Discoverability trumps timeline on catastrophic injury claims: SCC
By Kirsten McMahon
The Supreme Court of Canada’s (SCC) recent dismissal of an appeal in a catastrophic injury benefits matter is “important for personal injury plaintiffs,” says Rhino Legal Finance, President and CEO Larry Herscu.
“The SCC upheld the appeal court’s decision, which provides clarity around the standard of review for limitation periods,” he says.
By dismissing the insurance company’s appeal, the country’s top court upholds the Ontario Court of Appeal’s decision in Tomec v. Economical Mutual Insurance Company, 2019 ONCA 882, which applied a standard of discoverability, rather than a strict timeline, on applications for catastrophic injury benefits.
The matter involved a pedestrian who was hit by a motor vehicle in 2008. Court documents state she was hospitalized and required surgery as a result of the accident. She applied to her insurer and received statutory accident benefits for attendant care and housekeeping benefits.
These benefits are payable for 104 weeks following an accident unless the beneficiary sustains a “Catastrophic Impairment” (CAT) designation. In CAT cases, the 104-week time limit does not apply.
In August 2010, the insurance company sent a letter to the woman, advising her that she would no longer qualify for the benefits past September 12, 2010. At that time, the woman’s injuries did not meet the level of CAT, and she did not appeal the termination of benefits to the License Appeal Tribunal (LAT). However, over the next five years, she underwent various medical tests, and her condition worsened. In 2015, her doctor determined that she met the definition of CAT as a result of the 2008 accident.
Her insurer accepted that she was CAT and provided various elevated statutory accident benefits on that basis but refused to provide further attendant care and housekeeping benefits. The insurance company took the position that it had denied the benefits in its 2010 letter, and the window to dispute that decision had passed.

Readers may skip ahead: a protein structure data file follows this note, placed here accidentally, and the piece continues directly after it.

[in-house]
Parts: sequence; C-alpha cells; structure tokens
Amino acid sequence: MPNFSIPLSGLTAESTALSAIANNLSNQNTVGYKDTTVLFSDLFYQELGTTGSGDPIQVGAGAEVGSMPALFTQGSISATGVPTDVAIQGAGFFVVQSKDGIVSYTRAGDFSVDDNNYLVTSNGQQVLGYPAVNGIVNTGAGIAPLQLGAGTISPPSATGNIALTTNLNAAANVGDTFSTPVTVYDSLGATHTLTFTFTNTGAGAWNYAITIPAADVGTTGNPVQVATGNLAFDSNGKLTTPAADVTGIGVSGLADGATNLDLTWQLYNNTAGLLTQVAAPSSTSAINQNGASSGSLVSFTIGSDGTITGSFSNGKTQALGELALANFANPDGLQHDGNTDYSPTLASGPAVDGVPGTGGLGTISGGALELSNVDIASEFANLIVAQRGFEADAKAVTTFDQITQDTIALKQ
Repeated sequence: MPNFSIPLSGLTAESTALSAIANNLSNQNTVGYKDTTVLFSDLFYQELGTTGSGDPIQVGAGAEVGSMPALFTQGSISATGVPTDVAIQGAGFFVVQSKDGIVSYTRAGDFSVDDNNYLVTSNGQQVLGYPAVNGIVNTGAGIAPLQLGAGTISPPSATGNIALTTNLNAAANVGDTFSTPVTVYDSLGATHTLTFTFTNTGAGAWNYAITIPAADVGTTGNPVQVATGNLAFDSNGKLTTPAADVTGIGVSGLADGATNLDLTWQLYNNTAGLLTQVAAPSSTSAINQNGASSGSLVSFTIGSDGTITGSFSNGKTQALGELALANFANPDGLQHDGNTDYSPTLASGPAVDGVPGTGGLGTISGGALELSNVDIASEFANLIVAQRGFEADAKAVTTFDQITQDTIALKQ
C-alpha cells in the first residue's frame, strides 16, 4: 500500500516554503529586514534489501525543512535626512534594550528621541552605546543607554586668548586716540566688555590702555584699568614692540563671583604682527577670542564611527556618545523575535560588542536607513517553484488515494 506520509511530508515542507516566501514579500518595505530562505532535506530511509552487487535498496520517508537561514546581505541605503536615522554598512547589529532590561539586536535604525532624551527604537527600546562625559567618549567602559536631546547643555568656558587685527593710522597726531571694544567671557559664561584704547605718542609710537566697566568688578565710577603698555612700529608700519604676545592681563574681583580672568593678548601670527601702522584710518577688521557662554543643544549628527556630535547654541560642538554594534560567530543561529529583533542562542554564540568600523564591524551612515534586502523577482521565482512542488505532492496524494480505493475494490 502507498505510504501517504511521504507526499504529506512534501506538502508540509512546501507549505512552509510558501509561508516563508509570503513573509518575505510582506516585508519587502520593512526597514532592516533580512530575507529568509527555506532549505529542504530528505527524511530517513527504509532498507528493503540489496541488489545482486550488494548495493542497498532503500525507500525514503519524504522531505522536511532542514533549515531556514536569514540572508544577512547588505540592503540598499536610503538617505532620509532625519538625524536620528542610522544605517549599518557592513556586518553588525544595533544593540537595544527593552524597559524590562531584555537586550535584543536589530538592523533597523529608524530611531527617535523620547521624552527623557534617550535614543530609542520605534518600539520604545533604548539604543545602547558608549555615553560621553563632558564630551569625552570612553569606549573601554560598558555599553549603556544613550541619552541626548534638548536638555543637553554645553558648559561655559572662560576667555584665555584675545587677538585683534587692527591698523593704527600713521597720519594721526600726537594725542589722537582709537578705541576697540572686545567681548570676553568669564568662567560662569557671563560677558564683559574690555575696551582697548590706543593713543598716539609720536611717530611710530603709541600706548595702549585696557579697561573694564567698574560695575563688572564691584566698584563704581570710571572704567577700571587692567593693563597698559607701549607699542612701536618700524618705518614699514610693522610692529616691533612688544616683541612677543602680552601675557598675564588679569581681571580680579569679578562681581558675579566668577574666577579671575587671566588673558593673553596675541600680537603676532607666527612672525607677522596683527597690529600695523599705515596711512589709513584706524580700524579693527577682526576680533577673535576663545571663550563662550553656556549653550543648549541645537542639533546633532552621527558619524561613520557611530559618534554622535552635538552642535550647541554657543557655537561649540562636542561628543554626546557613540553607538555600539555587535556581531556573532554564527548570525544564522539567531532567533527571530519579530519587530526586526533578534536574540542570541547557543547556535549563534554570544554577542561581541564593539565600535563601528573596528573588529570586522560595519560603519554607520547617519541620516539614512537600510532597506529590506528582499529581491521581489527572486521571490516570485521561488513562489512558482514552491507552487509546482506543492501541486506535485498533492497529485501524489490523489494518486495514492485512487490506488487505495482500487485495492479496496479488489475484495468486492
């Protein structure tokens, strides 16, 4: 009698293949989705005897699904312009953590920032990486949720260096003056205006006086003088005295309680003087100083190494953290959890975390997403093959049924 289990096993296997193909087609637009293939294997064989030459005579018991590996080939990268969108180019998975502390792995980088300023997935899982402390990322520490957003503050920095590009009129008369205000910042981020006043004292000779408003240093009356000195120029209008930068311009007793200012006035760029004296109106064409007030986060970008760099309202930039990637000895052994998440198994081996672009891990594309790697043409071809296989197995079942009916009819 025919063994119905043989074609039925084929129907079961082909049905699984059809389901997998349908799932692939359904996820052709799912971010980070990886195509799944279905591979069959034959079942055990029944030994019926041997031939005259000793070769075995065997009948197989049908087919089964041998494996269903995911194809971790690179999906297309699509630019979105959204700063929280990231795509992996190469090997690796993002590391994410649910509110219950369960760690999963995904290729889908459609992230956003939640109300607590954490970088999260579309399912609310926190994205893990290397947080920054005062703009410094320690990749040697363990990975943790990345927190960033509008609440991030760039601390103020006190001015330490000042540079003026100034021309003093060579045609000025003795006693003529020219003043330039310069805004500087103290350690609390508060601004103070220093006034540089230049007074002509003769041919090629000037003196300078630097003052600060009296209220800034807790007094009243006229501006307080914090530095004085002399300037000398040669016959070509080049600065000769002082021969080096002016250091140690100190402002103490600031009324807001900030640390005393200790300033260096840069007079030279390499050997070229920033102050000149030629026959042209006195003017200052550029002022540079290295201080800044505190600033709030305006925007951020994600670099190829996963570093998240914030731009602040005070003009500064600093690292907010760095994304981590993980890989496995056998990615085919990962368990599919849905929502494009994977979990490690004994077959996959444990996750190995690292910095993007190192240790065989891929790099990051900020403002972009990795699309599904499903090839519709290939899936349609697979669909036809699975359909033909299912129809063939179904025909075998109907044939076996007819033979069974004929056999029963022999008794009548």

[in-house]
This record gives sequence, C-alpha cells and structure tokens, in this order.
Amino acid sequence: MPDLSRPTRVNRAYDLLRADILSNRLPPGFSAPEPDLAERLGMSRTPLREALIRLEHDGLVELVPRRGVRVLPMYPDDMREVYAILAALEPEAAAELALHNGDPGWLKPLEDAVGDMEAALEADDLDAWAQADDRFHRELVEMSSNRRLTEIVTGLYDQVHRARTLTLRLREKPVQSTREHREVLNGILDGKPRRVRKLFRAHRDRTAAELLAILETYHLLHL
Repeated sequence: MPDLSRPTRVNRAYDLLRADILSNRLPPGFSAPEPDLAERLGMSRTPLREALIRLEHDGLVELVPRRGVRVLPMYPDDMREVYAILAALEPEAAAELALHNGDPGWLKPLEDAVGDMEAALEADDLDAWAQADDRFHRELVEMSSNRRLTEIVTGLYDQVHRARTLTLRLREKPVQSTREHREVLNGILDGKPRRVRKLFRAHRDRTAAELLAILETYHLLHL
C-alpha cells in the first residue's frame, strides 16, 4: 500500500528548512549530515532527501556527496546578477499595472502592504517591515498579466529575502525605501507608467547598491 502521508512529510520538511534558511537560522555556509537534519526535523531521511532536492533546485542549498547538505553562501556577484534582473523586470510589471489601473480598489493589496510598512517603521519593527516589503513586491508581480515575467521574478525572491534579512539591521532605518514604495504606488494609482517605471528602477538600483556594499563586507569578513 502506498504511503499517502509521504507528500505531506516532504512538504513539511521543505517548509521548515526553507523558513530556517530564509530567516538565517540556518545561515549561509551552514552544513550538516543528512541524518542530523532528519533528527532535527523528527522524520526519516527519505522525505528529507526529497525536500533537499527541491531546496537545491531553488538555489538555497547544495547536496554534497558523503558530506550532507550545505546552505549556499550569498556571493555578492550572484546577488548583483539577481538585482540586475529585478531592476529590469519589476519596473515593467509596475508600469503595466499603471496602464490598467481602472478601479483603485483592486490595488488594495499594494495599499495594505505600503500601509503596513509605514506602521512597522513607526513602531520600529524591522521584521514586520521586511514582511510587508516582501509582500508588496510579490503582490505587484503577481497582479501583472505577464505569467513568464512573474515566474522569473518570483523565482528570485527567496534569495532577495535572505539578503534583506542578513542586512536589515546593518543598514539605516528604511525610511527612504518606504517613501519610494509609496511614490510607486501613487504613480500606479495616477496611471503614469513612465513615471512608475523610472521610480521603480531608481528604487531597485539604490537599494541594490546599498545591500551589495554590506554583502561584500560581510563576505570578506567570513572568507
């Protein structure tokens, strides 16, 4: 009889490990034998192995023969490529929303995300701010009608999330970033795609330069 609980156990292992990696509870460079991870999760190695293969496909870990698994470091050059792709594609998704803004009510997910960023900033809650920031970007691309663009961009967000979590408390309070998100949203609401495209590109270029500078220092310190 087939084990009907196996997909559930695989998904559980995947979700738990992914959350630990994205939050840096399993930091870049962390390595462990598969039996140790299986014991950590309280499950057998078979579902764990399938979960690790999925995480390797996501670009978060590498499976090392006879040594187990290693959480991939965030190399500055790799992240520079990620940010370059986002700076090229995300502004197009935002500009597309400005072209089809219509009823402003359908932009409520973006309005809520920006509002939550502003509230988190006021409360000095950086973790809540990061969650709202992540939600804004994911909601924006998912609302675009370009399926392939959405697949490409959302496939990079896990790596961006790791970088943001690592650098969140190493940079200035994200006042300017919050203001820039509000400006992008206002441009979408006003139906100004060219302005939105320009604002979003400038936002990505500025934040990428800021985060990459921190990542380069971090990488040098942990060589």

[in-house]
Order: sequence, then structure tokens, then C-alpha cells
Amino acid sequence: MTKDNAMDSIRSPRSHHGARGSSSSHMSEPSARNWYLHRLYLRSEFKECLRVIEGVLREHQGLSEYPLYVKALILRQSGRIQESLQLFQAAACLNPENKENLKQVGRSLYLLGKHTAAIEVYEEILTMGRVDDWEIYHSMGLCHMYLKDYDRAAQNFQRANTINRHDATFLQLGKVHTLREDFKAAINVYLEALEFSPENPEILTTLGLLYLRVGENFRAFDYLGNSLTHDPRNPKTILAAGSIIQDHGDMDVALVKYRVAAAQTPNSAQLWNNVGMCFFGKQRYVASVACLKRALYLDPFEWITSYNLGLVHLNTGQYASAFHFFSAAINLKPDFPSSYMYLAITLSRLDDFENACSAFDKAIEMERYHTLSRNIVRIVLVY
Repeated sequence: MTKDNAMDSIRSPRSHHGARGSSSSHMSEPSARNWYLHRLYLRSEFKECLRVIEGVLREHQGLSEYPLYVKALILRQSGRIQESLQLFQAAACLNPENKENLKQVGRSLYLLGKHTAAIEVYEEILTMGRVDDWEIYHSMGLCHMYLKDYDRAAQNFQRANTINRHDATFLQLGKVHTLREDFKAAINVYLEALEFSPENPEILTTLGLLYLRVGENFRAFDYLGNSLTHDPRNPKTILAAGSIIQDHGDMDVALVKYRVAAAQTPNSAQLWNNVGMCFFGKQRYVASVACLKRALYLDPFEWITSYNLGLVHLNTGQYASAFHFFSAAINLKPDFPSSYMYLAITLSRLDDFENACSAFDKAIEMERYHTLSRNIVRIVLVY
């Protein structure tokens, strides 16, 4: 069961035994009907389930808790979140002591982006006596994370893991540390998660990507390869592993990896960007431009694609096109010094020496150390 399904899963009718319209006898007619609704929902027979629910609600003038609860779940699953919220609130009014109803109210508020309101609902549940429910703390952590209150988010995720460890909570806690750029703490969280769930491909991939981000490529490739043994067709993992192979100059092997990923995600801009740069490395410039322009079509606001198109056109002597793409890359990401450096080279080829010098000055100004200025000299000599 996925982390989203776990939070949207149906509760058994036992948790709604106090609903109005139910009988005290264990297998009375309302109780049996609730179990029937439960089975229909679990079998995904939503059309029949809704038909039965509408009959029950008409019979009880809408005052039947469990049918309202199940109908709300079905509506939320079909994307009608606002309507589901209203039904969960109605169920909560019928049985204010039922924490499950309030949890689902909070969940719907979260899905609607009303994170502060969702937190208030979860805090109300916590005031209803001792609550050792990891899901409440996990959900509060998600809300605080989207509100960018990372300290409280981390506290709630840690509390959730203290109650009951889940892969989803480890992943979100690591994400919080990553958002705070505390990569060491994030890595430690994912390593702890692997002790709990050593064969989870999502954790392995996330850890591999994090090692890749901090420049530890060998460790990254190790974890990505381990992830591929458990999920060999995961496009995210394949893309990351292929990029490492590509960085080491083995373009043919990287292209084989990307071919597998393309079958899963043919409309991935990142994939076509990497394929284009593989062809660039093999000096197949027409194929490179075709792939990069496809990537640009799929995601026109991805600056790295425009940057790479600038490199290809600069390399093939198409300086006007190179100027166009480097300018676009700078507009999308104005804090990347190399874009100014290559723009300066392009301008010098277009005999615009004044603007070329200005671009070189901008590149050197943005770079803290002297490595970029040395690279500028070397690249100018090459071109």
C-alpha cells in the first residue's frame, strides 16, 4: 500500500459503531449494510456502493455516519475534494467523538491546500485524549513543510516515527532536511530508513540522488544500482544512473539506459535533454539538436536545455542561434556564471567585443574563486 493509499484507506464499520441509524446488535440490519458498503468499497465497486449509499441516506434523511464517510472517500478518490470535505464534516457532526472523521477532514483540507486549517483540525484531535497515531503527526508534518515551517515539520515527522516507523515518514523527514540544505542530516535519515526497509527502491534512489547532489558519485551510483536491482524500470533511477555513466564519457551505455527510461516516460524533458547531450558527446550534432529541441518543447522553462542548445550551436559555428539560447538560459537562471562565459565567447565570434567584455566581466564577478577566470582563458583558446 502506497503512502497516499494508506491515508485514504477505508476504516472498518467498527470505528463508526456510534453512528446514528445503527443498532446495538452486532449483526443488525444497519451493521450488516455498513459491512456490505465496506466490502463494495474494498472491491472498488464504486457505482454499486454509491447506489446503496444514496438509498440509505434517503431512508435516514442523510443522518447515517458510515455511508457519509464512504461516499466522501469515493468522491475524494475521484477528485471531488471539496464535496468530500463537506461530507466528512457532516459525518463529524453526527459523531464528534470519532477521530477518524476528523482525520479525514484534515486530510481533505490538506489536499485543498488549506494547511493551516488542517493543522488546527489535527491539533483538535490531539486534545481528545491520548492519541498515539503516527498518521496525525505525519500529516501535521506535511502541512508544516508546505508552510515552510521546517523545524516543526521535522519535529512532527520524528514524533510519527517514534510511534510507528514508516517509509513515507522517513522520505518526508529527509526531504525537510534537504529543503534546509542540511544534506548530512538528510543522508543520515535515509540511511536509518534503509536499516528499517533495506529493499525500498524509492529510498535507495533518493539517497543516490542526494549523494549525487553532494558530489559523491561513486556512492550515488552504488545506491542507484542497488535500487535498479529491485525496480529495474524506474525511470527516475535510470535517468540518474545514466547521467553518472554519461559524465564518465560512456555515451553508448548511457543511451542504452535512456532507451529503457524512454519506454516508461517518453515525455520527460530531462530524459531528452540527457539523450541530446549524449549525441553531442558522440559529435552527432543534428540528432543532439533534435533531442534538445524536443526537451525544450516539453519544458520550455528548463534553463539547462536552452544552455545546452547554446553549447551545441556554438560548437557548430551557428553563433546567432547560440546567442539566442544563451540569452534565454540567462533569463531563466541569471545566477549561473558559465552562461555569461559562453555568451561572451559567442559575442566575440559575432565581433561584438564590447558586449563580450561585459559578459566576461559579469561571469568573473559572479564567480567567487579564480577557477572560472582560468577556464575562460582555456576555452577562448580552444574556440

Herscu explains that under s. 281.1(1) of the Insurance Act and s. 51(1) of the Statutory Accident Benefits Schedule (SABS), there is a two-year limitation period to dispute an insurer’s refusal to pay.
“This leaves a small class of accident victims who suffer from long-lasting, serious injuries in a Catch-22,” he says. “The clock on the limitation period starts running when there is a denial of a benefit. But there can’t be a denial until there is entitlement to that benefit.”
In the Court of Appeal decision, Justice C. William Hourigan states that the “hard limitation period puts the appellant in an impossible situation, where the time for claiming a benefit commences when she is ineligible to make such a claim. This is an absurd result. To choose it, as the LAT did, is unreasonable.”
The three-judge panel noted that courts have recognized the rule of discoverability may apply to limitation periods.
“Discoverability generally provides that a limitation period will not begin to run until the material facts on which the cause of action is based are known to the plaintiff or ought to have been known through the exercise of reasonable diligence,” the ruling states.
“It is not a universal rule applicable to all limitation periods but a rule of construction to aid in interpreting limitation periods,” Hourigan continues, citing Pioneer Corporation v. Godfrey, 2019 SCC 42.
Herscu says the Court of Appeal’s analysis is important because it recognized the woman fell within a small category of victims who suffer from lasting and severe health impacts as a result of a motor vehicle accident.
“The appeal court acknowledged that a hard limitation period prevents the appellant from claiming the benefits the SABS are intended to provide,” he says.
“This is not in line with consumer protection legislation designed to provide fair compensation and minimize economic disruption in the lives of accident victims,” Herscu adds.
The Easy Legal Group of Companies is a Canadian litigation financing firm. Its lending solutions service the personal injury sector including plaintiffs with pending injury claims, their legal representatives and the service providers involved in their cases. The firm is registered to conduct business in Ontario, B.C., Alberta and the Atlantic provinces. Services are delivered through three brands: Easy Legal Finance Inc., Rhino Legal Finance and Seahold Legal Finance.